Be The Hare, Not the Tortoise

Should work be like a marathon or a sprint? Prior to reading The Power of Full Engagement and Be Excellent at Anything by Tony Schwartz I would've probably said we should treat work like a marathon. Don't burn yourself out too quickly and settle in for the long haul, right? We all know the story of the tortoise and the hare -- slow and steady wins the race. Now, thanks to these two books and the research that supports them, I'd put myself firmly in the camp of the hare and his sprinty friends.

Schwartz argues we should treat our work day like a series of sprints. He cites research that gives credence to the idea that not only do we have a circadian rhythm that effects our sleep, but that it extends to our waking hours and results in us feeling more alert at certain times than during others. He also argues that the longest we can really focus on one thing at a time is ninety minutes before we need a break. Therefore, he argues we should work for 90 minute blocks of truly high intensity focus and concentration followed by periods of deliberate rejuvenation.

I was reintroduced to this idea in relation to work shortly after doing a decent amount of research about high intensity interval training (HIIT) for fitness. The ideas are remarkably similar. Basically, by pushing ourselves to the very edges of our ability for short periods of time we can have a greater effect on our ability to get stronger/faster -- both physically and in our ability to do intellectual work. This is in direct competition with the idea that the better way to develop fitness and get a lot of work done is to work at a lower intensity for a much longer time.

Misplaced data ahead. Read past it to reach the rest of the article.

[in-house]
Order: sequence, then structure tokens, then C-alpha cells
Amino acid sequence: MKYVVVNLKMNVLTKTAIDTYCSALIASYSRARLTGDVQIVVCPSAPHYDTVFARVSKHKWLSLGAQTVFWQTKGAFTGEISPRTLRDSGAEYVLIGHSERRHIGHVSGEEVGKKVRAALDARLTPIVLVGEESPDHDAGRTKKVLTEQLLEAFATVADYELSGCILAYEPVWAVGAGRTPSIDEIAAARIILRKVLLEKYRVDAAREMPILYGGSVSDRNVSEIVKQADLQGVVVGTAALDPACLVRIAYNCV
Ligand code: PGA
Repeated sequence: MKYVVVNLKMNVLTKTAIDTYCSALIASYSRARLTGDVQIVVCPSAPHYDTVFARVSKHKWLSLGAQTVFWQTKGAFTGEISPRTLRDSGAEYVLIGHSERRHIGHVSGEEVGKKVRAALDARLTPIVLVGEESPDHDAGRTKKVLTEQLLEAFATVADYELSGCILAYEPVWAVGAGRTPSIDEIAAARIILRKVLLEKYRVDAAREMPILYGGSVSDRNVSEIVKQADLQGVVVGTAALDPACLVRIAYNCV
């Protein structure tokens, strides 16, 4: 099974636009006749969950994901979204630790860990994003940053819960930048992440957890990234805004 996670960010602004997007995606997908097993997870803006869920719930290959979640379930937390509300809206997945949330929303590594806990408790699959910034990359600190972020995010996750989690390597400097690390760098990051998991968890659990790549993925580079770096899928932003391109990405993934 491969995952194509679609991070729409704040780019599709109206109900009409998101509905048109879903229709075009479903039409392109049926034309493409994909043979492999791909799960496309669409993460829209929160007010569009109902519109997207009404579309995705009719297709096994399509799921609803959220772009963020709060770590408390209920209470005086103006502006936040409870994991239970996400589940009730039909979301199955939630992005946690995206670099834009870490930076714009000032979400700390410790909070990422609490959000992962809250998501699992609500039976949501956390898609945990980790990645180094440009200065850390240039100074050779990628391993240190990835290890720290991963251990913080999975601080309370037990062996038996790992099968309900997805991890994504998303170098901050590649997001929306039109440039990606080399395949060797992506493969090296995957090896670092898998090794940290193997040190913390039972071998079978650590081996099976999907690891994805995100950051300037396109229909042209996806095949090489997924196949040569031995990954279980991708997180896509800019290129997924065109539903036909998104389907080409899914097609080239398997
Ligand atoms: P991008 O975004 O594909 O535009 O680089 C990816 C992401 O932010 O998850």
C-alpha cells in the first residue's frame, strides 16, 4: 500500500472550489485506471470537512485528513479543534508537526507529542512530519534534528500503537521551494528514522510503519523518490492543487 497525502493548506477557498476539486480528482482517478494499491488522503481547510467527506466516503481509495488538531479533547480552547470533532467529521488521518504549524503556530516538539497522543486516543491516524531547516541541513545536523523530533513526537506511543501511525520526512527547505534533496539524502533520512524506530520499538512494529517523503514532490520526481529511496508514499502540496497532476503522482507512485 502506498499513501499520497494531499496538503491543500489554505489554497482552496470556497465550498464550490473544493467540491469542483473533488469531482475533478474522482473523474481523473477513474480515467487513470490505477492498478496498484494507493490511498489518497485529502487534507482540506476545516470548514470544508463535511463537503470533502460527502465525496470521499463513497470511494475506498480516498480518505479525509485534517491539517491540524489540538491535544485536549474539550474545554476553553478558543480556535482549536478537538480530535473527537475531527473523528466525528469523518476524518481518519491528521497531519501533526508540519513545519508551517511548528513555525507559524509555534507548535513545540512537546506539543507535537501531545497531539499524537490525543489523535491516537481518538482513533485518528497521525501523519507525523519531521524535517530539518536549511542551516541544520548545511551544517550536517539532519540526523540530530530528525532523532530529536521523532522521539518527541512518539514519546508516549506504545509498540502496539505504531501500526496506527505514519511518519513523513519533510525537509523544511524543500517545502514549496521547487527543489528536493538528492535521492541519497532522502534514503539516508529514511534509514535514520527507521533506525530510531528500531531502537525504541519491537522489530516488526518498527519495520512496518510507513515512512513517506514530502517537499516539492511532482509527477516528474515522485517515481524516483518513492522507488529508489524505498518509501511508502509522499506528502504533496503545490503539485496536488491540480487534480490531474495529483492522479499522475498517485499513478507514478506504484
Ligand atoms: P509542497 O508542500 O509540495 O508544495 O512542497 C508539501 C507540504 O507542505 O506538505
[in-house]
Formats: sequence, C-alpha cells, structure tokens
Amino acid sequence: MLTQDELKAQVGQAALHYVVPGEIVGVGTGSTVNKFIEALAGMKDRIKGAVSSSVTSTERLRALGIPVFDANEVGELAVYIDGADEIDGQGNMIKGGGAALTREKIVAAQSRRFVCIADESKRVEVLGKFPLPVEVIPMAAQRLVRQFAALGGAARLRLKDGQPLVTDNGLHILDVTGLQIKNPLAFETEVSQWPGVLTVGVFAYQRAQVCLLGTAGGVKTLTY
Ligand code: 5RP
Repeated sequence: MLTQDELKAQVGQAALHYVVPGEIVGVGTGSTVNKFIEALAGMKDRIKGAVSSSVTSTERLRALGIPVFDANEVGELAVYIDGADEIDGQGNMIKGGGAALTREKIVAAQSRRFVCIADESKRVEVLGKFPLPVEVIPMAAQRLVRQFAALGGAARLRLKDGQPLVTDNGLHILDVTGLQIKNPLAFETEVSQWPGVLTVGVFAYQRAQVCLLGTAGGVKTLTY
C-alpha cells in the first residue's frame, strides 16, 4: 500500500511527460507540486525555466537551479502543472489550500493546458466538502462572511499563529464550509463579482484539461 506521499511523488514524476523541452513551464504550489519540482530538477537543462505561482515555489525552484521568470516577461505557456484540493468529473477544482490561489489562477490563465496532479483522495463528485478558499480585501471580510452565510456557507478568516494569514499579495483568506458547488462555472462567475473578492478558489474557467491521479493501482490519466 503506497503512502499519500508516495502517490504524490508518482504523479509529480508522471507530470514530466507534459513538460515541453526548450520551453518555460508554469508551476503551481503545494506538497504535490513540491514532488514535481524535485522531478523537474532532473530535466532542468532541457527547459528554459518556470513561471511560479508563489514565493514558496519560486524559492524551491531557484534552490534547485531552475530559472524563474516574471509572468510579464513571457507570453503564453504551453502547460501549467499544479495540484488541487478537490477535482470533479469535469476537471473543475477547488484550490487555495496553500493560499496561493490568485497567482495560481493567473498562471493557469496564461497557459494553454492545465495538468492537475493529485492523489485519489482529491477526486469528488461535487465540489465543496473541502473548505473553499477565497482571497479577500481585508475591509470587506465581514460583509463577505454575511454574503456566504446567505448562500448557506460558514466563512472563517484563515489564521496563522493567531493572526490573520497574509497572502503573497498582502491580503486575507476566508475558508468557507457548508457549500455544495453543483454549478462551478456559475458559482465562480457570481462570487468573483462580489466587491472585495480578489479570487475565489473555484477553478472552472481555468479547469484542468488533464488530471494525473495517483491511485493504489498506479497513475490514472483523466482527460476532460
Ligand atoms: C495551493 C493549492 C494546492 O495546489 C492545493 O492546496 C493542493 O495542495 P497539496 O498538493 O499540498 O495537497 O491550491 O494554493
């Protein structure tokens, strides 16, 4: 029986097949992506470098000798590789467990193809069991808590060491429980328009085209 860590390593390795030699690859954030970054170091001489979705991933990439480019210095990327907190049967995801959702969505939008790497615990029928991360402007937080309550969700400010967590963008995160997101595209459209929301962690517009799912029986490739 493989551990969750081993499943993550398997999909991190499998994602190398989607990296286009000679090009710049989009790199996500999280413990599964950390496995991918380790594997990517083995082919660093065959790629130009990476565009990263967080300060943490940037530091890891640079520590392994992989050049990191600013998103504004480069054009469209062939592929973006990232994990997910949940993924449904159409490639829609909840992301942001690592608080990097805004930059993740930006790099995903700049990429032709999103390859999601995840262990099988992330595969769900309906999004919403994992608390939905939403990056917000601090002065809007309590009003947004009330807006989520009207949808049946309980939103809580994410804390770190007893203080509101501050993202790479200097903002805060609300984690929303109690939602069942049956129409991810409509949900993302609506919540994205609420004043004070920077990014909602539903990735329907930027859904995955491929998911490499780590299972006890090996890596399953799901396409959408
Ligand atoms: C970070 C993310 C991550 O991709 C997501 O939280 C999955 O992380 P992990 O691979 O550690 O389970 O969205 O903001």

Like everything else, I'm putting this to the test by experimenting with it in my own life. I've been playing around with using a ninety minute timer to organize my workday as much as possible. One reason I really like the idea of this type of working is that it gives me more time to find flow in the work I'm doing and then doesn't interrupt me right away like a Pomodoro-style of work does. It also challenges me to develop my abilities of concentration and focus -- two skills that I sorely need to develop to a greater extent.

The biggest potential win from adopting this style of work is simply the ability to get more work done in less time. My intention is not to cram more work in the time I save by working more intensely, but to use that newly liberated time to have more leisure time, more time to explore meaningful hobbies, and more time to develop my physical health. There's more to life to getting more work done in less time, obviously, but if you're mindful of how you're going to spend that time I don't see that approach as having much of a downside.

If you're interested in this idea of sprinting as a way to work, I highly recommend you check out The Power of Full Engagement and Be Excellent at Anything.

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Photo by Andrew Pescod